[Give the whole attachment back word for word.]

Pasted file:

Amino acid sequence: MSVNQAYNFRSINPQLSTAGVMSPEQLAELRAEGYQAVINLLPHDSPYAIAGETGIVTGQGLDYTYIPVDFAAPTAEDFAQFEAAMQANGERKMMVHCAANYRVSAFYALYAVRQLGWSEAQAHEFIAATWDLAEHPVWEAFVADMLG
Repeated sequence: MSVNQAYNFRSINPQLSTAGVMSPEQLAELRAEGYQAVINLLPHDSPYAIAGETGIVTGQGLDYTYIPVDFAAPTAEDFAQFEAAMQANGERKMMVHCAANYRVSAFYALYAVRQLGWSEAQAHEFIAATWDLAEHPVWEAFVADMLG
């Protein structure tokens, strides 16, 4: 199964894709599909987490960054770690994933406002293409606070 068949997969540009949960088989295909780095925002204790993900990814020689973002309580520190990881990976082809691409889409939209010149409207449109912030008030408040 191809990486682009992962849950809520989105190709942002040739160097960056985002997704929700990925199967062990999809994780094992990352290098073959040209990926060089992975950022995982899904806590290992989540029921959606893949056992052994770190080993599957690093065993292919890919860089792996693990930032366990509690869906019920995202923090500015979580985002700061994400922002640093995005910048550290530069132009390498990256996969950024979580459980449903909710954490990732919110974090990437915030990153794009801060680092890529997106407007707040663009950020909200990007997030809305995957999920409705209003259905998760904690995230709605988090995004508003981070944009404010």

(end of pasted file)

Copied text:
Amino acid sequence: MSVNQAYNFRSINPQLSTAGVMSPEQLAELRAEGYQAVINLLPHDSPYAIAGETGIVTGQGLDYTYIPVDFAAPTAEDFAQFEAAMQANGERKMMVHCAANYRVSAFYALYAVRQLGWSEAQAHEFIAATWDLAEHPVWEAFVADMLG
Repeated sequence: MSVNQAYNFRSINPQLSTAGVMSPEQLAELRAEGYQAVINLLPHDSPYAIAGETGIVTGQGLDYTYIPVDFAAPTAEDFAQFEAAMQANGERKMMVHCAANYRVSAFYALYAVRQLGWSEAQAHEFIAATWDLAEHPVWEAFVADMLG
């Protein structure tokens, strides 16, 4: 199964894709599909987490960054770690994933406002293409606070 068949997969540009949960088989295909780095925002204790993900990814020689973002309580520190990881990976082809691409889409939209010149409207449109912030008030408040 191809990486682009992962849950809520989105190709942002040739160097960056985002997704929700990925199967062990999809994780094992990352290098073959040209990926060089992975950022995982899904806590290992989540029921959606893949056992052994770190080993599957690093065993292919890919860089792996693990930032366990509690869906019920995202923090500015979580985002700061994400922002640093995005910048550290530069132009390498990256996969950024979580459980449903909710954490990732919110974090990437915030990153794009801060680092890529997106407007707040663009950020909200990007997030809305995957999920409705209003259905998760904690995230709605988090995004508003981070944009404010």